“Then, another sign is that the three sons who are living, before each of their birth, the news was foretold. The birth of Maḥmūd, my elder son, was prophesied clearly in the Sabz Ishtihār together with the name Maḥmūd. That announcement was published with reference to the death of the first boy and comprised several pages like a pamphlet.”13

“The fifth prophecy was concerning the birth of my son Maḥmūd that he would be the next to be born and would be named Maḥmūd. This prophecy was published in the Sabz Ishtihār which was distributed in thousands and is still available. That son was born within the term of the prophecy and is in his ninth year.”14

“Thus—if according to the Divine will—by delay was meant only the period which has elapsed before the birth of this son who has been named Bashīr-ud-Dīn Maḥmūd by way of good omen, then it would be no wonder if he should prove to be the Promised Son. . . .”15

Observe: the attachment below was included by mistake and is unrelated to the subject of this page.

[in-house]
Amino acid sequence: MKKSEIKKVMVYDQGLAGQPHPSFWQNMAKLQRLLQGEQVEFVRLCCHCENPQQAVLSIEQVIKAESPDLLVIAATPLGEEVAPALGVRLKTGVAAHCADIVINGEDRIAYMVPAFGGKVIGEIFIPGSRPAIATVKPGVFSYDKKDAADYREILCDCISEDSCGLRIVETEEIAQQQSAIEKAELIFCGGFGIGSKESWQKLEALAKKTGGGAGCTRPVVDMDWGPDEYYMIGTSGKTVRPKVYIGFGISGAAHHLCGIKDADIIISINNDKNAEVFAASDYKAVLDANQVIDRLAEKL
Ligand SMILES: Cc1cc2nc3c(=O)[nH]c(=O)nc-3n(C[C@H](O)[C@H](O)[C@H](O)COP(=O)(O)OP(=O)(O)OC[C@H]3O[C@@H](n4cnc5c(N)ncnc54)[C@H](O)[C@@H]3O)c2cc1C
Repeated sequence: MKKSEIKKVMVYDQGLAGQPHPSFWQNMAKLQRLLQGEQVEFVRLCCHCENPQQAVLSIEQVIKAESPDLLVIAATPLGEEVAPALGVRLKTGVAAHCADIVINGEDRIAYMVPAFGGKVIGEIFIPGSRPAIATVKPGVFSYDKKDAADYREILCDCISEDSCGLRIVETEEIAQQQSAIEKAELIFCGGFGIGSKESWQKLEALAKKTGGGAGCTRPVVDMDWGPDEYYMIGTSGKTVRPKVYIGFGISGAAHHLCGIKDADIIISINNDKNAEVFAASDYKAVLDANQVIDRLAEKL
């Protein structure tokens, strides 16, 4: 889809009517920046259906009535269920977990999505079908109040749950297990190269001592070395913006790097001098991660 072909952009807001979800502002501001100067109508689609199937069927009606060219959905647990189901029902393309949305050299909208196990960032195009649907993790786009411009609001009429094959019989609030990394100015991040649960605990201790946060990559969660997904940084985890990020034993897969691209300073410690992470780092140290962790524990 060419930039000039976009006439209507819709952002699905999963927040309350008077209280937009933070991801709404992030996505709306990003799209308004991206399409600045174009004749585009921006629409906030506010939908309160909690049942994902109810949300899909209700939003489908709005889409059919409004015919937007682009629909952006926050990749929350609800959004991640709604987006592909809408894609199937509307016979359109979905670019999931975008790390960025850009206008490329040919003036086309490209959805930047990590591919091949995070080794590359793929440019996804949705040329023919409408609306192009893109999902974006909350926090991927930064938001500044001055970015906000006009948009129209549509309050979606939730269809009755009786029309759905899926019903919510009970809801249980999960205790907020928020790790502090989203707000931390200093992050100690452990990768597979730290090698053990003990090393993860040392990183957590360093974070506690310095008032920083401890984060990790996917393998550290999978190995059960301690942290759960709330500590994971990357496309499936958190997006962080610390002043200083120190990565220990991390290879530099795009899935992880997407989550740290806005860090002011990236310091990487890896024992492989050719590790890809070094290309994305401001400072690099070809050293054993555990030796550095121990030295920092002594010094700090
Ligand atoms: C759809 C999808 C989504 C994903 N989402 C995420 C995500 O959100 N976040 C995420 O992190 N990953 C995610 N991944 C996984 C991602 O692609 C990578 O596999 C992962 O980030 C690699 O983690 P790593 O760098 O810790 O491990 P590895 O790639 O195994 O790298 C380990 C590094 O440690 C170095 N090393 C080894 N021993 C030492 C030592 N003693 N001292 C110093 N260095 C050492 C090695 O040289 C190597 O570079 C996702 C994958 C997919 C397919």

“On the 7th page of the Sabz Ishtihār, there is a glad tiding of the birth of another son stating that a second Bashīr will be given to us whose second name will be Maḥmūd; although he has not been born up to now, December 1st, 1888, but he shall be born according to the Divine promise within the specified time-frame . . . this is the statement in Sabz Ishtihār on page 7, according to which a boy was born on January 12, 1889 who was given the name of Maḥmūd and is alive by the Grace of Allāh, and is now thirteen years old.” 16